So I didn’t get my hopes up when details on the lawsuit filed against the “well-meaning dopes” by the trustee for the victims of Madoff’s Ponzi scheme came to light. It’s main argument is that “sophisticated investors” like the Wilpons either “knew or should’ve known about the scheme”. That was ridiculous, I thought. The whole point of a Ponzi scheme is to find a bunch of suckers who blindly invest money and should’ve known better. And when the New York Times kindly reminded everyone that Wilpon and Katz had previously been hosed in another Ponzi scheme, it revealed them to be suckers who should’ve known better of the highest order. Plus, if you’ve been had in not one but TWO pyramid schemes and seem to have the rigid investment standards of 1) be my friend and 2) be Jewish, “sophisticated investor” you are not.

And the possibility of the Wilpons knowing about the fraud is ridiculous as well. No one who invests as heavily into Madoff and openly recommends him to friends as Wilpon and Katz did is in on anything. Fred was sold on his super-pallie Bernie, glowingly telling people that Madoff was “smarter than everyone else”. (That he was, Fred, that he was.) So the lawsuit would result in some sizable settlement but nothing that Wilpon couldn’t handle.

But as the week went on, more information was unearthed and the announcement was made that the Mets would be selling a minority share, there was more and more evidence that maybe the Wilpons were in trouble. Serious trouble. My hopes were getting up that they would have to sell the Mets.

It needs to be stressed that despite all the talk about the Wilpons getting their initial investment back, Fred and Saul took a major bath. Like the other Madoff investors, they were under the illusion that their investments were going up a remarkable 18% a year. Obviously that’s impossible, as any “sophisticated investor” would know, but that’s what Wilpon believed. So their books had liquid assets in the hundreds of millions that simply didn’t exist. But it was believed to be there and was used to facilitate business transactions, like say taking out over $900 million in loans to build a new stadium and create a TV network. This is not unlike how banks (ironically like the one the ballpark is named for) or our government operates, racking up massive debt with imaginary or misallocated funds to back it up. The Wilpons have racked up massive debt over the years under the belief that they had hundreds of millions sitting with Madoff in reserve. They never did. Whatever the extent of their current financial trouble, make no mistake the Wilpons are in trouble.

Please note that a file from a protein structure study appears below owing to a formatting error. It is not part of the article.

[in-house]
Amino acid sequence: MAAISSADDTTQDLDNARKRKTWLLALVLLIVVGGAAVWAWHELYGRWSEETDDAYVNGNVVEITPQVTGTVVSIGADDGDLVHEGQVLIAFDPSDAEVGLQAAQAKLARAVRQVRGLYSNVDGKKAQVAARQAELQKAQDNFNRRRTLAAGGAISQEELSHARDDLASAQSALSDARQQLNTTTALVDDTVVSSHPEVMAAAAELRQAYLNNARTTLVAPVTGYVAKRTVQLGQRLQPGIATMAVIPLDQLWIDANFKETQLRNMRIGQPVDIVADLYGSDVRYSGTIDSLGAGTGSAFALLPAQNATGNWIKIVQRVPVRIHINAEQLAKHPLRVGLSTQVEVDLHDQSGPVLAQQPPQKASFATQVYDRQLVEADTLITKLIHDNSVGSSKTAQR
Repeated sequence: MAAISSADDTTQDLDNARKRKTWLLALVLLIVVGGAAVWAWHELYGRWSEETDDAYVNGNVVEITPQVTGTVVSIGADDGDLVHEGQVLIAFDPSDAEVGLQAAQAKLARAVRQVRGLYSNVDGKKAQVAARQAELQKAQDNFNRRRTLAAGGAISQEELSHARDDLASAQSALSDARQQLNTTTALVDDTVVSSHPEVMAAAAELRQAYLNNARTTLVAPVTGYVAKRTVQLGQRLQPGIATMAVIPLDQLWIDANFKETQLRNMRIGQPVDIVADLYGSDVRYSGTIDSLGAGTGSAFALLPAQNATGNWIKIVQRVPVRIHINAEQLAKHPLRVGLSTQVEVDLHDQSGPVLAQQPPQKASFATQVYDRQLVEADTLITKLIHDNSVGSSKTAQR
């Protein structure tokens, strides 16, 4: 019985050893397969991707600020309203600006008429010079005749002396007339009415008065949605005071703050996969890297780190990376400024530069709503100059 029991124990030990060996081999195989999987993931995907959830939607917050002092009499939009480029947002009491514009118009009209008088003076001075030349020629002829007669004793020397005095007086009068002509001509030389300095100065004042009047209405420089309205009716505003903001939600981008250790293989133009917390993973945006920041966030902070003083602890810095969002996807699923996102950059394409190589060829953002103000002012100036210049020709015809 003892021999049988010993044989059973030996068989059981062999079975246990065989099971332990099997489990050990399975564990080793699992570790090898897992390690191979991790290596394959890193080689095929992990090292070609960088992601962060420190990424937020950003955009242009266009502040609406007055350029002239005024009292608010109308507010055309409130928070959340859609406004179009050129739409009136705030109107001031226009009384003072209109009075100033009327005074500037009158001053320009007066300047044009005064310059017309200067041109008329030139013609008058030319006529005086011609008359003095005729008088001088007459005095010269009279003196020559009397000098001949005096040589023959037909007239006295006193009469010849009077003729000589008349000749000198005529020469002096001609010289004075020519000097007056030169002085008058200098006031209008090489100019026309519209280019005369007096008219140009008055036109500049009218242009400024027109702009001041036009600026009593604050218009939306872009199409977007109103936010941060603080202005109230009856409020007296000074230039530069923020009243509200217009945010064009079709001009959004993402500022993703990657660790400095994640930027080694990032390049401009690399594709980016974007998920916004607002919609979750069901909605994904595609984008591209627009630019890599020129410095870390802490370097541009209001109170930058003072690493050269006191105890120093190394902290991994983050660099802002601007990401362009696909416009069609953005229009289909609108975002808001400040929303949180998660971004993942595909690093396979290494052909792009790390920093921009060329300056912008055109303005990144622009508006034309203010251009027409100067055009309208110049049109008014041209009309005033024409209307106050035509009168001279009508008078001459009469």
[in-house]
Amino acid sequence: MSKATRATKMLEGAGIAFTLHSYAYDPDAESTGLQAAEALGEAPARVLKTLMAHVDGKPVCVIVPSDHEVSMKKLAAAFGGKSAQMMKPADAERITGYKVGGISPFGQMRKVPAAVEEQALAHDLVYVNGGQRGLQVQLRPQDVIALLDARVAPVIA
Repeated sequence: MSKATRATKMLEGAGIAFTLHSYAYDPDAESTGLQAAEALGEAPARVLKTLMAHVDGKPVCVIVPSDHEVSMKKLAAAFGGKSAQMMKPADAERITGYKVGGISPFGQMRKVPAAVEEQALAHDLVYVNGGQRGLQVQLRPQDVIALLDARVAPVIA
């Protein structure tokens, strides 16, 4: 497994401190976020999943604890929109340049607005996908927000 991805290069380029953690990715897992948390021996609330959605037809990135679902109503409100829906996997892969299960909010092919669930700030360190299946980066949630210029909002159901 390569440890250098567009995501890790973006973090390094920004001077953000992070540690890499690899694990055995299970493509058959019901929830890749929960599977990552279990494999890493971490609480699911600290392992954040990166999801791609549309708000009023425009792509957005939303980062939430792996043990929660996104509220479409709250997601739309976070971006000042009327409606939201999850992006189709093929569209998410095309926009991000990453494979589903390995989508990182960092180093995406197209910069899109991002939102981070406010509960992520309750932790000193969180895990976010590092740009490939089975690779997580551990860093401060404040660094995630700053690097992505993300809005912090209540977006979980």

The closest example to the situation the Mets are in right now would be what the Texas Rangers recently went through. Tom Hicks, a venture capitalist who’s most note-worthy move as owner of the Rangers was to blow baseball’s salary structure to hell with his $252 million contract to Alex Rodriguez, had assumed over $500 million in debt to purchase the Rangers along with other sport franchises. When the economic collapse happened in 2008, much of Hicks investments went poof. Needing quick cash, he initially offered a minority share of his sports group, maintaining that he would keep majority ownership. That never happened. Interested buyers waited him out and Hicks was forced to put the team up for auction last summer.

So when the Wilpons announced the minority sale and stressed that they would keep ownership of the Mets, it sounded familiar. They’re kidding themselves thinking someone is going put in $250 million with no part of SNY and no say in the shitty way the team is run. The possibility that the Wilpons will go down to the same fate as Tom Hicks and sell is very real. And hopefully it will happen.

Because this is final straw to prove that Fred Wilpon, Lil’ Jeffy Wilpon and Saul Katz, who have had a hand in the running of the Mets for over 30 years now, are completely unfit to run a baseball team. The mismanagement and ineptness that show on the field and in the locker rooms has now spread to the accounting books. After the Madoff swindle was exposed, Fred Wilpon swore that dealings with the Mets and Madoff were kept separate. Articles have come out exposing Wilpon’s statement as a boldfaced lie, stating “that the role Mr. Madoff played in the financial life of the ball club and the Wilpon and Katz families was pervasive” and that Wilpon “sometimes adopted the strategy of placing deferred money owed the players with Mr. Madoff’s investment firm”. Because of reckless idiocy like that, the Wilpons and Katz have taken an $845 million dollar franchise and possibly bankrupted it. Forbes estimates the true net worth for the team to be -$225 million when all the debt is calculated. That is inexcusable.

I am reminded of a scene in Martin Scorcese’s Casino where Ace Rothstein (Robert DeNiro) confronts one of his floor bosses after a patron won two jackpots off of one machine. Ace argues that it was impossible for that to happen and demanded how it was allowed. Finally, DeNiro fires him on the spot saying:

“Listen, if you didn’t know you’re bein’ scammed, you’re too fuckin’ dumb to keep this job. If you did know, you were in on it. Either way, you’re out. Get out! Go on. Let’s go.”

He could’ve easily been talking to Fred Wilpon and Saul Katz, our “well-meaning dopes”. I pray this situation forces them to sell. Enough is enough. It’s time for them to finally go.

Published in: on February 4, 2011 at 3:24 am  Comments (1)